A novel actinomycete strain, designated HSW-1T, was isolated from seawater collected from Hwasun Beach on the coast of Jeju Island, Republic of Korea. The cells were aerobic, Gram-positive, oxidase-negative, catalase-positive, non-motile rods. The colonies were circular, smooth, convex and yellow in colour. The cell-wall peptidoglycan of this organism contained ll-diaminopimelic acid as the diagnostic diamino acid. The polar lipids included phosphatidylinositol, diphosphatidylglycerol, phosphatidylglycerol and three unknown phospholipids. The predominant menaquinone was MK-9(H4). The major fatty acids were C18 : 1 ω9c, C16 : 0, C16 : 0 2-OH and 10-methyl C18 : 0. The DNA G+C content was 74.0 mol%. A neighbour-joining tree based on 16S rRNA gene sequences showed that this organism falls within the radiation of the genus Aeromicrobium. The closest phylogenetic neighbours were the type strains of Aeromicrobium erythreum (98.2 % 16S rRNA gene sequence similarity), Aeromicrobium alkaliterrae (97.9 %), Aeromicrobium marinum (97.3 %) and Aeromicrobium fastidiosum (97.0 %). The DNA–DNA relatedness values between the novel isolate and its closest relative, A. erythreum DSM 8599T, ranged between 32 and 36 %. On the basis of the phenotypic and DNA–DNA hybridization data, strain HSW-1T represents a novel species of the genus Aeromicrobium, for which the name Aeromicrobium ponti sp. nov. is proposed. The type strain is HSW-1T (=DSM 19178T=KACC 20565T).
A bacterial strain isolated from sewage sludge compost, strain SC-083T, was characterized. The isolate was a motile, Gram-positive, short rod, forming coryneform V-shaped cells during the early stages of growth. The organism was strictly aerobic and able to grow between 22 and 36 °C and between pH 5.5 and 8.0. The predominant fatty acids were cyclohexyl-C17 : 0, anteiso-C17 : 0 and iso-C16 : 0, the major respiratory quinones were menaquinone 11 (MK-11) and 12 (MK-12), and the genomic DNA G+C content was 68 mol%. The peptidoglycan contained the diagnostic diamino acids ornithine and 2,4-diaminobutyric acid and was of acetyl type. The 16S rRNA gene sequence analysis indicated that this isolate belongs to the family Microbacteriaceae with the type strains of the species Leifsonia xyli (96 % gene sequence similarity), Leifsonia shinshuensis (96 %), Leifsonia naganoensis (95 %), Leifsonia aquatica (95 %), Agromyces ramosus (95 %) and Curtobacterium citreum (95 %) among the closest phylogenetic neighbours. The phylogenetic analysis and phenetic characteristics support the proposal of a new genus and a novel species, with the name Humibacter albus gen. nov., sp. nov. The type strain of Humibacter albus is SC-083T (=DSM 18994T =CCUG 54538T =LMG 23996T).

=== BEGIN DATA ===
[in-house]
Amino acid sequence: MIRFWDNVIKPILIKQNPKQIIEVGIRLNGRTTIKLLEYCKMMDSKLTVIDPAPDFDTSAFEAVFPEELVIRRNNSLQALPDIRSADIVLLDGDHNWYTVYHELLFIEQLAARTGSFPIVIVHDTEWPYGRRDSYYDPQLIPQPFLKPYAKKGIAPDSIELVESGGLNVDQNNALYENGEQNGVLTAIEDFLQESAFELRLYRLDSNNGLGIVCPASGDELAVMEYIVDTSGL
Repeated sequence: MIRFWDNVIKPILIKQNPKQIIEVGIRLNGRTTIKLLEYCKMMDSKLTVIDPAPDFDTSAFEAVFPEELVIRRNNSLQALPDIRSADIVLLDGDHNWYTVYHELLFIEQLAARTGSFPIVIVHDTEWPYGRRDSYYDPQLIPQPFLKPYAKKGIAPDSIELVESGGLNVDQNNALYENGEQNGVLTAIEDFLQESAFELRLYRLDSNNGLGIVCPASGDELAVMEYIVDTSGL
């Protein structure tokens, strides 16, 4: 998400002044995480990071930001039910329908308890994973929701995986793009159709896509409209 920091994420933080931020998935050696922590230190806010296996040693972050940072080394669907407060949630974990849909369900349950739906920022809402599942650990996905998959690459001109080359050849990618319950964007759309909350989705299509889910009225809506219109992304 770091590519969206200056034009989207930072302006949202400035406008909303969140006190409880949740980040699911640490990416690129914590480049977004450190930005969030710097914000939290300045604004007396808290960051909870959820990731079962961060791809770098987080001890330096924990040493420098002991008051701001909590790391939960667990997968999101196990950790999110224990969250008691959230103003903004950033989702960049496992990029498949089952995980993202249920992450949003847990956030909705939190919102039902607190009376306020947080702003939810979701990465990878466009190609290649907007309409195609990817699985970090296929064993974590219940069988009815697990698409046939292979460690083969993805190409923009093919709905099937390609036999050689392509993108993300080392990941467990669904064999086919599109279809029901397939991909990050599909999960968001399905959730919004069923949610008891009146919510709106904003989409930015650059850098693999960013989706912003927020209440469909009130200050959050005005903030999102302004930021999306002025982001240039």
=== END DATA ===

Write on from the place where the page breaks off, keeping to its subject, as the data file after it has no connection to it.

Strain KV-677T, a Gram-positive, aerobic, motile, rod-shaped bacterium, was isolated from park soil in Tokyo, Japan, and characterized. It grew well at 15–30 °C on nutrient agar and colonies were pale yellow. The cell-wall peptidoglycan contained diaminobutyric acid, glycine, alanine and glutamic acid and the muramic acid acyl type was acetyl. The predominant menaquinone was MK-12. Mycolic acids were not detected. The DNA G+C content was 70 mol%. 16S rRNA gene sequence analysis revealed that strain KV-677T fell within the cluster of the family Microbacteriaceae and formed a separate lineage joining the genera Salinibacterium, Rhodoglobus, Subtercola and Agreia, showing 95.5–96.9 % sequence similarities with the type strains of the type species of the above genera. However, strain KV-677T clearly differed from these and other genera with relatively high sequence similarity in its chemotaxonomic characteristics. Therefore, it is proposed that strain KV-677T represents a novel species in a new genus, Microterricola viridarii gen. nov., sp. nov., in the family Microbacteriaceae. The type strain of Microterricola viridarii is KV-677T (=NRRL B-24538T =NBRC 102123T).
Streptomyces griseus strain 45H, isolated in 1960 during a mutagenesis programme on the industrial streptomycin producer S. griseus 52-1, encodes an extracellular, pleiotropic autoregulatory signalling protein, factor C, which stimulates sporulation of S. griseus 52-1 in submerged culture. The facC gene, which codes for factor C, is present in very few streptomycetes and is not present in S. griseus 52-1. Based on 16S rRNA gene sequencing and other molecular data, S. griseus 45H, the factor C producer, is here shown to be related to the original laboratory strain of Streptomyces flavofungini, which was being studied in the same laboratory in 1960, and to Streptomyces albidoflavus. Southern blotting revealed that three out of four independently isolated strains of S. albidoflavus possess facC. Both the original strain of S. flavofungini and S. griseus 45H are therefore identified as members of the species Streptomyces albidoflavus, and we propose that S. griseus 45H should be renamed Streptomyces albidoflavus 45H.